Posts Tagged ‘dance grant’


Dance Ed Grant Story

February 28, 2018

Hebron Academy

In December I traveled to Hebron for a visit with Teaching Artist, dancer Karen Montanaro and Director of Drama, Sarah Coleman, Hebron Academy. Hebron Academy received funding from the Dance Education grant from the Maine Arts Commission. I really appreciated the opportunity to see the dance residency in action. I was reminded of what dance education provides that is unique to the discipline. The list of skills students have a chance to develop is very long. Thanks to Sarah and Karen for providing their reflections on the residency.


Hebron Academy was pleased to receive a grant from the Maine Arts Commission to support a residency with Karen Montanaro over two weeks in December. The goal of this residency was two-fold. First to provide an opportunity for students in the classes to experience the art form of dance/movement. Second, for the school to offer a dance/movement opportunity with the hope of continuing to develop interest in after-school opportunities, and eventually classes in dance.
Karen worked with three high school performing arts classes on movement, presence, and performance. Students were challenged to use their bodies in ways that were very different from their daily routine – to move, to improv and to explore. At first, this was an extremely challenging and uncomfortable experience for students, but as they became more familiar with Karen they were able to release some of their self-consciousness and participate with more freedom. In writing about their experience students shared reflections such as,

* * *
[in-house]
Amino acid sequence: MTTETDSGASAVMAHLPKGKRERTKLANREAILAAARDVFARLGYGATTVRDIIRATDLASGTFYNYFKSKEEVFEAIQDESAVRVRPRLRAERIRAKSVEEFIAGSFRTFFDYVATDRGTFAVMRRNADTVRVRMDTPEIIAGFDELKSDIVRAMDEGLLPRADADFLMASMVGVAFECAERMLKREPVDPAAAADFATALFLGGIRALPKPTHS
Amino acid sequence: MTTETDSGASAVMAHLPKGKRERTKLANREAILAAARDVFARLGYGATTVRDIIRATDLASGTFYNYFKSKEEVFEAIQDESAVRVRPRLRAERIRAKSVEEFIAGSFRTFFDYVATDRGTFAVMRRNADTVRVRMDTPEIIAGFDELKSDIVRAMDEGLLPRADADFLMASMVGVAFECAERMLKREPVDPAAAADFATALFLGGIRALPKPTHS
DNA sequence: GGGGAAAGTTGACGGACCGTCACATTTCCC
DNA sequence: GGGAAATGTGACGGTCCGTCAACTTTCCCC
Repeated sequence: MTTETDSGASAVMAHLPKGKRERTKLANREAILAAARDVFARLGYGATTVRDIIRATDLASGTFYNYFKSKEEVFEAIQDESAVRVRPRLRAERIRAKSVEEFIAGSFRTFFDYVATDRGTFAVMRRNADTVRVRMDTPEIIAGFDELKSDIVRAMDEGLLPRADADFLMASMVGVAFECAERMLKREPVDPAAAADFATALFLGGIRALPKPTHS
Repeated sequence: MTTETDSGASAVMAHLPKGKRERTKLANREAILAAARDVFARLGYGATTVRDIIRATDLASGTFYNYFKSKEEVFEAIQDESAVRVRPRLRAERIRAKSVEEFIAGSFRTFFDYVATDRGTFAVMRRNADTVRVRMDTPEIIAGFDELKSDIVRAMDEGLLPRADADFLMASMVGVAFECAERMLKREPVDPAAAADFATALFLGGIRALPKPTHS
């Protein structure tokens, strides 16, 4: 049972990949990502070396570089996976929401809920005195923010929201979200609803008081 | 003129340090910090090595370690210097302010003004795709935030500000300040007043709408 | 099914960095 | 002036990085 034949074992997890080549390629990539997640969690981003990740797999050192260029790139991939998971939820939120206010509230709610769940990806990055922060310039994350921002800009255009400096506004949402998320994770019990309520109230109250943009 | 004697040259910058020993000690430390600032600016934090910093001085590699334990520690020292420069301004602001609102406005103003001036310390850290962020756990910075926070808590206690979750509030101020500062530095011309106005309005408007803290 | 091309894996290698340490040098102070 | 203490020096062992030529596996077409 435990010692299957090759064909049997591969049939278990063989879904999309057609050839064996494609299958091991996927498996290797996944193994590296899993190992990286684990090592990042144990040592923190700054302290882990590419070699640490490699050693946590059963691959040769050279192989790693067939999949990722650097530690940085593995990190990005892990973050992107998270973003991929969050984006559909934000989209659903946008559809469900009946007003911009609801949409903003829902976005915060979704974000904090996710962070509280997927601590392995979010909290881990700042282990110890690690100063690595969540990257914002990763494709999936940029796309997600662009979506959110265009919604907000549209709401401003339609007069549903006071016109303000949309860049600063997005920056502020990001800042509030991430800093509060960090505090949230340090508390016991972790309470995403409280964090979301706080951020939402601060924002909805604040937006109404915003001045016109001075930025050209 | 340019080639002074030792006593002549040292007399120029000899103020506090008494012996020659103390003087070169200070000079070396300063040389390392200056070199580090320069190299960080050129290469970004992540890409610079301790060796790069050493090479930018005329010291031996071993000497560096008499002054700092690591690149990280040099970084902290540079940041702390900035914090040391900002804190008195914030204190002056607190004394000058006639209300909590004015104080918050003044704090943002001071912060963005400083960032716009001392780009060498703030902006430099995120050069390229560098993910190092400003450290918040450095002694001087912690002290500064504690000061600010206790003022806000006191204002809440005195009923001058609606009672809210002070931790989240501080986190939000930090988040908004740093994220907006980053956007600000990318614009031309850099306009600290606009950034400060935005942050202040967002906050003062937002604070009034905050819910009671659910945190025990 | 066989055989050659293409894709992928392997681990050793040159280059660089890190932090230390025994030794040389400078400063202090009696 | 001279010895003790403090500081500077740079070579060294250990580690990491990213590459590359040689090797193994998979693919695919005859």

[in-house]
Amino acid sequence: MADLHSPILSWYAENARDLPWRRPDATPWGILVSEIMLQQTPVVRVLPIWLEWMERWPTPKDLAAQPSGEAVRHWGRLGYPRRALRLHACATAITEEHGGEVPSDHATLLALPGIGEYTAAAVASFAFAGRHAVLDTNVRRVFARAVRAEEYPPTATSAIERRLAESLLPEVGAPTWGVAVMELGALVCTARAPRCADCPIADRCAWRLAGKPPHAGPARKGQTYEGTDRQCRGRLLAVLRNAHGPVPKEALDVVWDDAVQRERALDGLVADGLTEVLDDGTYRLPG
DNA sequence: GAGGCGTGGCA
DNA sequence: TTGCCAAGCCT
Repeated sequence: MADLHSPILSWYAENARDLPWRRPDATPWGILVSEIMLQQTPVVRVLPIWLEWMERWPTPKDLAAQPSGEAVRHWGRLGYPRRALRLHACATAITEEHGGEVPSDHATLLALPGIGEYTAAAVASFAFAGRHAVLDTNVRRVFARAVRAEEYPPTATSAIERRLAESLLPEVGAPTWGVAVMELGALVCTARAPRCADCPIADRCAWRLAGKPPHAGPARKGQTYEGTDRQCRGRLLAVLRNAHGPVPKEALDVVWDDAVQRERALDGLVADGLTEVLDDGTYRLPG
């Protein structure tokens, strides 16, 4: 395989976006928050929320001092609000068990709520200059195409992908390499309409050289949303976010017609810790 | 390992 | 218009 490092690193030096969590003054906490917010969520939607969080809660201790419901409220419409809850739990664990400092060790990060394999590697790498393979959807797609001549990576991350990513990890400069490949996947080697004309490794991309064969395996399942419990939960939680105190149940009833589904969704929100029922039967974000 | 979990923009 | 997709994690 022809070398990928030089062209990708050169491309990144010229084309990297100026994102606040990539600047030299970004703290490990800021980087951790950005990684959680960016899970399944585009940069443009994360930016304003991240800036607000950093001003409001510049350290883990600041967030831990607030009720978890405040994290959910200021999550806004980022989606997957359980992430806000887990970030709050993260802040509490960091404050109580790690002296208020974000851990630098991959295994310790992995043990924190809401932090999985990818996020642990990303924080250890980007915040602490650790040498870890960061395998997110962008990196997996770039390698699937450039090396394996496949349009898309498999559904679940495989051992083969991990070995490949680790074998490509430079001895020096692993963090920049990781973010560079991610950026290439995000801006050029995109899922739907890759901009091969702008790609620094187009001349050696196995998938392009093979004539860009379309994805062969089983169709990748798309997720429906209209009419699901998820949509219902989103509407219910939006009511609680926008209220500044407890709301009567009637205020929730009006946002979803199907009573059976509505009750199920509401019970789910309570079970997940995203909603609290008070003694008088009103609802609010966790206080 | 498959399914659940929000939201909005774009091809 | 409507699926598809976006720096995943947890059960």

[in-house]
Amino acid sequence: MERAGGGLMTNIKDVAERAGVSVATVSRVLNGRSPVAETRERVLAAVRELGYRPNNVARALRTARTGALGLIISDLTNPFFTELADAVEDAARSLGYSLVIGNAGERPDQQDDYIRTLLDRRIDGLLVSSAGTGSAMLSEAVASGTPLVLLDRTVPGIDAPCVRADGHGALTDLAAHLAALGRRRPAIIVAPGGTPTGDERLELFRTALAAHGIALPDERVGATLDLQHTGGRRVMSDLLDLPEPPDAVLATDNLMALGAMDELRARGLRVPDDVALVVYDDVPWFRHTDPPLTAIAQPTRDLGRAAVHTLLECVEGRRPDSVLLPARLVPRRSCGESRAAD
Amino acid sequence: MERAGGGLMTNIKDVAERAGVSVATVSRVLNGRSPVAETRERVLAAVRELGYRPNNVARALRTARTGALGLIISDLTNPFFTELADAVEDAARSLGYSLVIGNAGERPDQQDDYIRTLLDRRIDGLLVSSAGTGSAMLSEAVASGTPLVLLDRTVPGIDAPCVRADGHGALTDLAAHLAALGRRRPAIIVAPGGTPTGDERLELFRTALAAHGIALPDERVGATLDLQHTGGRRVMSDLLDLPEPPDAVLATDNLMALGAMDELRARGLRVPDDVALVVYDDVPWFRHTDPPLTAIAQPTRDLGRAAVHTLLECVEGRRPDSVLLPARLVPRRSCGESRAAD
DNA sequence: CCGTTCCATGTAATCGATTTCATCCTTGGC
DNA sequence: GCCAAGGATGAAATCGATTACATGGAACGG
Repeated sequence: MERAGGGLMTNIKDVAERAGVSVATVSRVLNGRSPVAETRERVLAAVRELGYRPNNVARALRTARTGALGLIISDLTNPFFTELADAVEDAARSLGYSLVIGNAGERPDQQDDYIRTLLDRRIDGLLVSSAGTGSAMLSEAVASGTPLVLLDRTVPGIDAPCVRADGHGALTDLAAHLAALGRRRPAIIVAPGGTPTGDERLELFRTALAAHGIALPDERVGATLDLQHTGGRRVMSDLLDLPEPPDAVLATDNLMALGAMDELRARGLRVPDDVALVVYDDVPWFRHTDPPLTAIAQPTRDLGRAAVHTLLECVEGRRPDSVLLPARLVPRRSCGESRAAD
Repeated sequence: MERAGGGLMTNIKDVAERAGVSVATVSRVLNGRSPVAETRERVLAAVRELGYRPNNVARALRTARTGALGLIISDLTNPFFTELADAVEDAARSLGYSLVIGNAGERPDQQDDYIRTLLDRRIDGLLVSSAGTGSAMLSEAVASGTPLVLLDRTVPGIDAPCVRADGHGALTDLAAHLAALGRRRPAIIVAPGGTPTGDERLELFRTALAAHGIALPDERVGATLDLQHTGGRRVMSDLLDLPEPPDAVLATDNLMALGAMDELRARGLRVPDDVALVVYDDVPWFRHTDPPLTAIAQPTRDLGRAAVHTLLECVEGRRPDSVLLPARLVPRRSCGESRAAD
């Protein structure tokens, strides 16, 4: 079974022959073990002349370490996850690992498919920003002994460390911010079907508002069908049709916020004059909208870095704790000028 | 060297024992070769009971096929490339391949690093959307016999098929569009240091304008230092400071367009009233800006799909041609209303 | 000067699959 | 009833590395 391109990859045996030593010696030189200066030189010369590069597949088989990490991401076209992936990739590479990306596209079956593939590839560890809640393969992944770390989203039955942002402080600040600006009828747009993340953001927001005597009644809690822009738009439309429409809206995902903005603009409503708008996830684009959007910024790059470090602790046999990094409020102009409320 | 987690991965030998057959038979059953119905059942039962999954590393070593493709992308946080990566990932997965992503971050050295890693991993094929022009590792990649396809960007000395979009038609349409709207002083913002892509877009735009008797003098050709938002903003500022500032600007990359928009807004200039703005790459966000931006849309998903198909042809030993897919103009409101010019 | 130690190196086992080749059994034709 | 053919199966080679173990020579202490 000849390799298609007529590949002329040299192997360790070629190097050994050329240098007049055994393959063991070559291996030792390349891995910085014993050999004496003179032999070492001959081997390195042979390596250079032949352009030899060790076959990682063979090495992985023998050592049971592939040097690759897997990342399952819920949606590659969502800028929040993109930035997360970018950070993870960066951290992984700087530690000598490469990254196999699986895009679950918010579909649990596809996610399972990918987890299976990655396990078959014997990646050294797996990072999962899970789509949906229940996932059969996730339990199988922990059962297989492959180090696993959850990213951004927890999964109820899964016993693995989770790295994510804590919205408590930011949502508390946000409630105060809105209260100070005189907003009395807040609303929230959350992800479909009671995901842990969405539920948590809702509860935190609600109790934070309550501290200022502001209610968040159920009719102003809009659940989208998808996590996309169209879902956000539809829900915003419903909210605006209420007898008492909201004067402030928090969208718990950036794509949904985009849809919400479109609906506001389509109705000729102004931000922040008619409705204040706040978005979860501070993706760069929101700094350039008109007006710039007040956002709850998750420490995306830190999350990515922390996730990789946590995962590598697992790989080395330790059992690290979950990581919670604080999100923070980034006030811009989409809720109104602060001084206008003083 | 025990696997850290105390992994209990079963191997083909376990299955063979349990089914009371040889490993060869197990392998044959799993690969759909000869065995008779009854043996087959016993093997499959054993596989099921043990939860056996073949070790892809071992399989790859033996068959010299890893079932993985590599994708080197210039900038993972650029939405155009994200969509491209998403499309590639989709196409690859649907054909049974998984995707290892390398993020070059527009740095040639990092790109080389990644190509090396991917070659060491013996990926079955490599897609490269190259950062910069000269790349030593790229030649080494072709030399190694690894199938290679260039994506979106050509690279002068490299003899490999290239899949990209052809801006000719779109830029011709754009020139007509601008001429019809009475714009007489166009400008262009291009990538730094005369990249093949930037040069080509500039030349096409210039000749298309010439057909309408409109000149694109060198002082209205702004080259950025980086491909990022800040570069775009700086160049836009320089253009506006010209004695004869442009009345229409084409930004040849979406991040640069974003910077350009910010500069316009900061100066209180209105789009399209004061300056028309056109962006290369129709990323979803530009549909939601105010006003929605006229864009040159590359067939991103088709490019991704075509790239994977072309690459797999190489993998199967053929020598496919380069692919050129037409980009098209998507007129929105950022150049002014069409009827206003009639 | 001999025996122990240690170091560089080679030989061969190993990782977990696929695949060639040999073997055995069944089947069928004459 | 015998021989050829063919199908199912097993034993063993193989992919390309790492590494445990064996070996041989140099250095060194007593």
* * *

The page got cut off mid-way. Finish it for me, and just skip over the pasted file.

• ” I truly believe that she opened a door to an unknown side of myself. Through the unusual games and dance movements, she helped me gain confidence moving and using my body as a tool.”
  • “Having Karen in our class was definitely a fun and relaxing experience…with her there [were] no expectations or even limits.”
  • “From that week I explored [a] part of myself [that] I usually don’t.”
As a former teaching artist for many years, the experience with Karen was both typical and special. It was typical in that with anything new, different and disruptive to the traditional approaches to class participation (sitting) many students are resistant. It was special because with Karen, who brings her open, honest, authentic self to every class, students can’t help but release and play. Most importantly she challenges them to practice vulnerability – something we talk about often in our arts classes, but is hard to highlight daily. Even with the large amount of resistance she faced with our 9th graders, she continued to support and gently nudge them to let down their guard at a pace that was more comfortable to them.